Pace picks up in international interfaith meetings
November will see an upswing on the interfaith dialogue front with two high-level meetings highlighting different approaches to the challenge of fostering better understanding among the world’s major religions.
The first will be the meeting of the Common Word group of Muslim scholars with Pope Benedict and top Roman Catholic experts on Islam next week (Nov. 4-6) at the Vatican. This will be the third conference initiated by the group, following sessions at Yale University in July and the University of Cambridge this month where Muslim and Christian religious leaders and theologians discussed in detail what unites and separates them. Being the supertanker of the Christian world, the Vatican has turned more slowly towards this theological dialogue than the smaller Protestant churches. But it has agreed to institutionalise the dialogue in a Catholic-Muslim Forum and give it a gesture of approval with a papal audience. Let’s see what comes out at the end of the talks next Thursday.
Here is my curtainraiser on the meeting.
The week afterwards, on Nov. 12-13, Saudi King Abdullah will be at the United Nations in New York to promote the interfaith dialogue that he launched in Madrid last July. This effort is much wider — the Madrid meeting had not only Christians and Muslims but also Jews, Hindus, Buddhists and people of other faiths. It seems like more of an official diplomatic offensive, especially with that U.N. connection. Reflecting that, the White House has announced that President George Bush will join Abdullah at the talks. There are reports that Israeli President Shimon Peres and Foreign Minister Tzipi Livni might attend. One might be tempted to write the whole thing off as another talking shop, but an international body like the United Nations may be the right forum now for Abdullah to continue one pioneering aspect of this effort — his outreach to Jews. Several rabbis attended the Madrid meeting and Abdullah has said he wants to hold an interfaith conference in Saudi Arabia. That would have to include Jews if this whole project is to be taken seriously. Watch that space.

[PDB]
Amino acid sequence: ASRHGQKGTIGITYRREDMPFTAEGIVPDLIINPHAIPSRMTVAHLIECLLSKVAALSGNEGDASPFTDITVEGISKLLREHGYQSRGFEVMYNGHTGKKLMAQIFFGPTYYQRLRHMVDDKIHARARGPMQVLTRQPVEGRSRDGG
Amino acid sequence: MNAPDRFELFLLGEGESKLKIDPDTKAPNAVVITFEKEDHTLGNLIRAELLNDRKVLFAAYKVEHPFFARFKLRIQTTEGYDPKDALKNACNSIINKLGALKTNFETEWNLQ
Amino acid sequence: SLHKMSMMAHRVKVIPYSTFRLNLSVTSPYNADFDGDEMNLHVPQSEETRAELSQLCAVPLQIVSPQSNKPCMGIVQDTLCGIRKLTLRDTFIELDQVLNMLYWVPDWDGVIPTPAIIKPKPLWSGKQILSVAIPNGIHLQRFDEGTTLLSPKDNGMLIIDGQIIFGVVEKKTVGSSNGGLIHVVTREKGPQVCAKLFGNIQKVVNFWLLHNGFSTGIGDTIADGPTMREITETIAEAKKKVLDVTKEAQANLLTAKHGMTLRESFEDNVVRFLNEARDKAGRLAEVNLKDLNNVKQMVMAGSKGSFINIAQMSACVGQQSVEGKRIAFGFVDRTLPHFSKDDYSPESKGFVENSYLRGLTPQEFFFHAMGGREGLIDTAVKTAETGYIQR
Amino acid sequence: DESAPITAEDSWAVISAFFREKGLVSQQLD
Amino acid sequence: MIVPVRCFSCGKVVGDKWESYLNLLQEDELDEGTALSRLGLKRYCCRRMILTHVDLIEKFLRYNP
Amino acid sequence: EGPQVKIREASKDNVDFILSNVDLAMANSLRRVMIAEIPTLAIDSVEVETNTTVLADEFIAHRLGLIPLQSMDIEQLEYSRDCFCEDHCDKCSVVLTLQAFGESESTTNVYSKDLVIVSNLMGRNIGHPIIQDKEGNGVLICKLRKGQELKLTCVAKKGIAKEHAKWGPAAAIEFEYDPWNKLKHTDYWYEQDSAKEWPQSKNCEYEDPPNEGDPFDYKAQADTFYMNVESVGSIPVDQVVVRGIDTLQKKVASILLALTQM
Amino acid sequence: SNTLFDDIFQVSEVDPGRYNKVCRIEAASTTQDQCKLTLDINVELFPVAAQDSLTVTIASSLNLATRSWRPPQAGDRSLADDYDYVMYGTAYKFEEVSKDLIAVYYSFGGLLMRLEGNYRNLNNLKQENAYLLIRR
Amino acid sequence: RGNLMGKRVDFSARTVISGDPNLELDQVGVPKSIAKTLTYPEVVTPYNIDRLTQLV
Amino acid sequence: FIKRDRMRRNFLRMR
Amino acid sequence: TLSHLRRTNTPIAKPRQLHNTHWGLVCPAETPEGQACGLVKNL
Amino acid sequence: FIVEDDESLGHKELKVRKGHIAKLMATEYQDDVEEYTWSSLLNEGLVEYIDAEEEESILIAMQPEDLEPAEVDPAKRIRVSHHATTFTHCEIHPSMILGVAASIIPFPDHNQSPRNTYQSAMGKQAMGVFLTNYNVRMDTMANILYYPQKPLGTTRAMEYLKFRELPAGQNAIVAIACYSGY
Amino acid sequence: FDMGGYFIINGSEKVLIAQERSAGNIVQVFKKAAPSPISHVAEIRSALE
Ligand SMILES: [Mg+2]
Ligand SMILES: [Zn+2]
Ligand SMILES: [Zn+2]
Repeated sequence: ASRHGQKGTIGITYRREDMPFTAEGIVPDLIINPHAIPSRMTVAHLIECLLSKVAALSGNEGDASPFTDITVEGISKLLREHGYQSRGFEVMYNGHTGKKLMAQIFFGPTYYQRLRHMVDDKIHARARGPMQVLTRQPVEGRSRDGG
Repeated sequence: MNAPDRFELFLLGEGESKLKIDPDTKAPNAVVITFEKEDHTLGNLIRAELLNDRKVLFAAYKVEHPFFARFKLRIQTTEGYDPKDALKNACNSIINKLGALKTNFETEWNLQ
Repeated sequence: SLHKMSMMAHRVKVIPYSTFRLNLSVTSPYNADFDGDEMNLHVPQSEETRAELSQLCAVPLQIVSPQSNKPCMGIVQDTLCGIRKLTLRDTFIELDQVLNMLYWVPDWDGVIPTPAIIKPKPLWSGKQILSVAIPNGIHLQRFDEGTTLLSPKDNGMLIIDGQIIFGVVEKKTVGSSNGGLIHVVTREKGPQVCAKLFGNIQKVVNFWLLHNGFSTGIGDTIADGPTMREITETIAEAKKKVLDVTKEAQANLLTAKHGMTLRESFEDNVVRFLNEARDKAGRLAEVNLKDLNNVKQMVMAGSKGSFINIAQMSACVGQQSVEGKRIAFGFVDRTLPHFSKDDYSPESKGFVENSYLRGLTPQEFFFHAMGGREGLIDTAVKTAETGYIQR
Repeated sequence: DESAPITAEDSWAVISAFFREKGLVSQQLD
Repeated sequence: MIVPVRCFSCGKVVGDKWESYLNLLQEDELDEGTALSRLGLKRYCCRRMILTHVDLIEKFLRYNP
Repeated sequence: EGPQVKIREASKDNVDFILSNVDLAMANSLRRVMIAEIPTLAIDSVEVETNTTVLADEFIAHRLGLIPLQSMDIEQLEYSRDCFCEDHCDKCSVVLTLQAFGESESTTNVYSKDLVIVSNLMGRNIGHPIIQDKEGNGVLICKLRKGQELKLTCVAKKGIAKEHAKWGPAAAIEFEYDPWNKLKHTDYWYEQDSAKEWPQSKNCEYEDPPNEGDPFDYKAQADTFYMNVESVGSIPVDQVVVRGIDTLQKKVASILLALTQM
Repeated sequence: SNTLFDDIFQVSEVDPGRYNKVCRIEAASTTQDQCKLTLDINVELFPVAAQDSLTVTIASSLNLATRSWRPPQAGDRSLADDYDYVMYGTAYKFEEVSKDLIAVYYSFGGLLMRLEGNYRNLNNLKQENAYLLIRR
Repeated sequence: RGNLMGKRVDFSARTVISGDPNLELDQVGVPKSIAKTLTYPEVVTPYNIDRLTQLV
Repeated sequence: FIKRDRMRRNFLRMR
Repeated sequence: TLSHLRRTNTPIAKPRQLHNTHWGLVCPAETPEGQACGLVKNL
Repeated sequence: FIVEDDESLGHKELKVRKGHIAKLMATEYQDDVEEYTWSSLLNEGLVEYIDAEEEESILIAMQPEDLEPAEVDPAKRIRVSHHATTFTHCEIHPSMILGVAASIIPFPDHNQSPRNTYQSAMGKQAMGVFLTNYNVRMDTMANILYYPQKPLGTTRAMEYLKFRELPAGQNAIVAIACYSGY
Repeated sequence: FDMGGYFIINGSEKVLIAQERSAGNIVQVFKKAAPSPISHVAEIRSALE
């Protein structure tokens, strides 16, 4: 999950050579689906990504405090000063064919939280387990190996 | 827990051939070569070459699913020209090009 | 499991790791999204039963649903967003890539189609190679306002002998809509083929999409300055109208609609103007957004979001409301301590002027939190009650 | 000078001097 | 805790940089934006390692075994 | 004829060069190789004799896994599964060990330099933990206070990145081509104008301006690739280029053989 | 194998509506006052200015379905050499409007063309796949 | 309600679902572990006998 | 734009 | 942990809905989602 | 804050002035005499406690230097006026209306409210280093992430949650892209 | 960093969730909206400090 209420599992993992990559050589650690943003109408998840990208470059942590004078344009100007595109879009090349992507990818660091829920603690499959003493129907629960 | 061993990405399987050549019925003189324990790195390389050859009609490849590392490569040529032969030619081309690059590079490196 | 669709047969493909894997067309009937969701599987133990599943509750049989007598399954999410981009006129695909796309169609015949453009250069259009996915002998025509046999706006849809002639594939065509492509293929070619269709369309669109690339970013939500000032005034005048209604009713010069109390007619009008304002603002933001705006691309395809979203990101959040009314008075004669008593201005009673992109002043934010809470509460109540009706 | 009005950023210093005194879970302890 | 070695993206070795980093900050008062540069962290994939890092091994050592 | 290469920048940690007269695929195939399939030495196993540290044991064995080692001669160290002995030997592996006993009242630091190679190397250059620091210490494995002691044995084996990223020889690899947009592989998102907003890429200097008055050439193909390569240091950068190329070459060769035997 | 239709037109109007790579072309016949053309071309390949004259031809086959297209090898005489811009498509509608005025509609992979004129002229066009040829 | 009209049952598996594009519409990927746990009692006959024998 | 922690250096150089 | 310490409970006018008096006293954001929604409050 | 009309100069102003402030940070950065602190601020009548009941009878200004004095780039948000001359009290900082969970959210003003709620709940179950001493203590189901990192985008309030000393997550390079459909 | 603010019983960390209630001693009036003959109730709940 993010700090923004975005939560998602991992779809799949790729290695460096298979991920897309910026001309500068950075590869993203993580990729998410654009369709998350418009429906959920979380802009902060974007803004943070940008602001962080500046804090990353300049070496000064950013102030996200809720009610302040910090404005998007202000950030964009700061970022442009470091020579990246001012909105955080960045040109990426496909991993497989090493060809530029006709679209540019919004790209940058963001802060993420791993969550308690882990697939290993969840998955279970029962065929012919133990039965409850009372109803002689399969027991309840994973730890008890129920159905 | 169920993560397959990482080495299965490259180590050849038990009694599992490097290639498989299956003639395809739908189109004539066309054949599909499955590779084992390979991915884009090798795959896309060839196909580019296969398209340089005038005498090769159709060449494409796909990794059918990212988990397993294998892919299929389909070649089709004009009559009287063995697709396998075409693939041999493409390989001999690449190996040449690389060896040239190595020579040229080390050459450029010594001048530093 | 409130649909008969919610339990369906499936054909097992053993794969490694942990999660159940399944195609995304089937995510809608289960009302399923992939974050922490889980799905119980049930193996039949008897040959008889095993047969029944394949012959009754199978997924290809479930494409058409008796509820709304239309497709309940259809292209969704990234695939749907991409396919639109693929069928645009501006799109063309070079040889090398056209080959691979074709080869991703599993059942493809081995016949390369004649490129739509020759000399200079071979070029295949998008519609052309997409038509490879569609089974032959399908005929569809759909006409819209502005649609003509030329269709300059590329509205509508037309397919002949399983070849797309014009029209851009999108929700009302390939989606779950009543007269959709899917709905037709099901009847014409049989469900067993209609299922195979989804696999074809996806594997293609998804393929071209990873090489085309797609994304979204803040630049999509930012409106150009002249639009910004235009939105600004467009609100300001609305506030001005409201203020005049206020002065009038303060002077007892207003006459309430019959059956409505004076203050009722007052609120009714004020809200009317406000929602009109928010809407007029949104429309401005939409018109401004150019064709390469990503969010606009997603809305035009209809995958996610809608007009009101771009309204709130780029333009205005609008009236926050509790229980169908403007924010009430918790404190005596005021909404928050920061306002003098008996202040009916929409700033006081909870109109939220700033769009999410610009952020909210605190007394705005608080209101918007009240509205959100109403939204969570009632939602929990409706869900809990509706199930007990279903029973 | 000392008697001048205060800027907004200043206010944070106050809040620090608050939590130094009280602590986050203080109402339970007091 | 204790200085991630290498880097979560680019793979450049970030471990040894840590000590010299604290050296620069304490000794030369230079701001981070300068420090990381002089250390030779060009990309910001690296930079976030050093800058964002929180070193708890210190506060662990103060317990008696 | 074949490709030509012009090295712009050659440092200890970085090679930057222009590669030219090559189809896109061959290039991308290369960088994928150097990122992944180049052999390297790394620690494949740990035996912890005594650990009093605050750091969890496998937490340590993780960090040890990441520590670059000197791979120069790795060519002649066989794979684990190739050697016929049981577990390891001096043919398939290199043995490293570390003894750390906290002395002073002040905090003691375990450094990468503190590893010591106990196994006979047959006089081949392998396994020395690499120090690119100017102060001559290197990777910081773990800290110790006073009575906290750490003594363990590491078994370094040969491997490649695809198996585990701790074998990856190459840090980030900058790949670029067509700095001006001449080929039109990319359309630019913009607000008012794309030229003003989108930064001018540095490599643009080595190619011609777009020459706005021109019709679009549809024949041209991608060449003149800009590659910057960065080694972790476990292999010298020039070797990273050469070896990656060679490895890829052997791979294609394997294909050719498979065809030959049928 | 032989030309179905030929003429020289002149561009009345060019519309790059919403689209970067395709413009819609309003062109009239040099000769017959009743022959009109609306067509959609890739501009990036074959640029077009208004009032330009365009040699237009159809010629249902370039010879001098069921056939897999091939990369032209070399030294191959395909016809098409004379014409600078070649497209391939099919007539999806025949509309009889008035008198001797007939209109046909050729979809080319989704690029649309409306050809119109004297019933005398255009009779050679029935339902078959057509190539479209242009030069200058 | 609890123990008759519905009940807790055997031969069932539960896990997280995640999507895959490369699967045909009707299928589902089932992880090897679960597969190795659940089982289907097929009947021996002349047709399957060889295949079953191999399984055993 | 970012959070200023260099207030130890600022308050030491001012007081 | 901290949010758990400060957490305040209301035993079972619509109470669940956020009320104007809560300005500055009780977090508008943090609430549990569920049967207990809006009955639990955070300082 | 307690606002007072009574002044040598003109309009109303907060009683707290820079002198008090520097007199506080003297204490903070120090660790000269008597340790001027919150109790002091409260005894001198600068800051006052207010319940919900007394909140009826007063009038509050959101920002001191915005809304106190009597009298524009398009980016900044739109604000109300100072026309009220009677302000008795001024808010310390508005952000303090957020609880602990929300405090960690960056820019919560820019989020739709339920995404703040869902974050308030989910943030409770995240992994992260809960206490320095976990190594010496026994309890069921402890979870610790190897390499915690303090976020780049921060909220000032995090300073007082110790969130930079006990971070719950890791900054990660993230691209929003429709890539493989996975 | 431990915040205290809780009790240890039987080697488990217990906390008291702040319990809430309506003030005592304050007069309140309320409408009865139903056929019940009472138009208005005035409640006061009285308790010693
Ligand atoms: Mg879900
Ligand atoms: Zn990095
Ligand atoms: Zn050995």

All this focus on better understanding between the world’s two largest religions looks like it is overlooking the third Abrahamic monotheism, but it’s not that simple. The Catholic Church has been talking a lot with Jews lately, most of it over the still open wound of the Pius XII papacy and his stand during the Holocaust. The Vatican was on the defensive on that one and Pope Benedict hinted on Thursday he would freeze the sainthood process for his wartime predecessor. At the same time, he told the International Jewish Committee on Interreligious Consultations that “dialogue between cultures and religions must more and more be seen as a sacred duty incumbent upon all those who are committed to building a world worthy of man”. While it wants to keep a sharp focus on Christian-Muslim issues, the Common Word group has also included rabbis in its discussions, especially when dealing with reading scriptures. The Vatican also plans another meeting with the International Jewish Committee in Budapest on Nov. 9-12.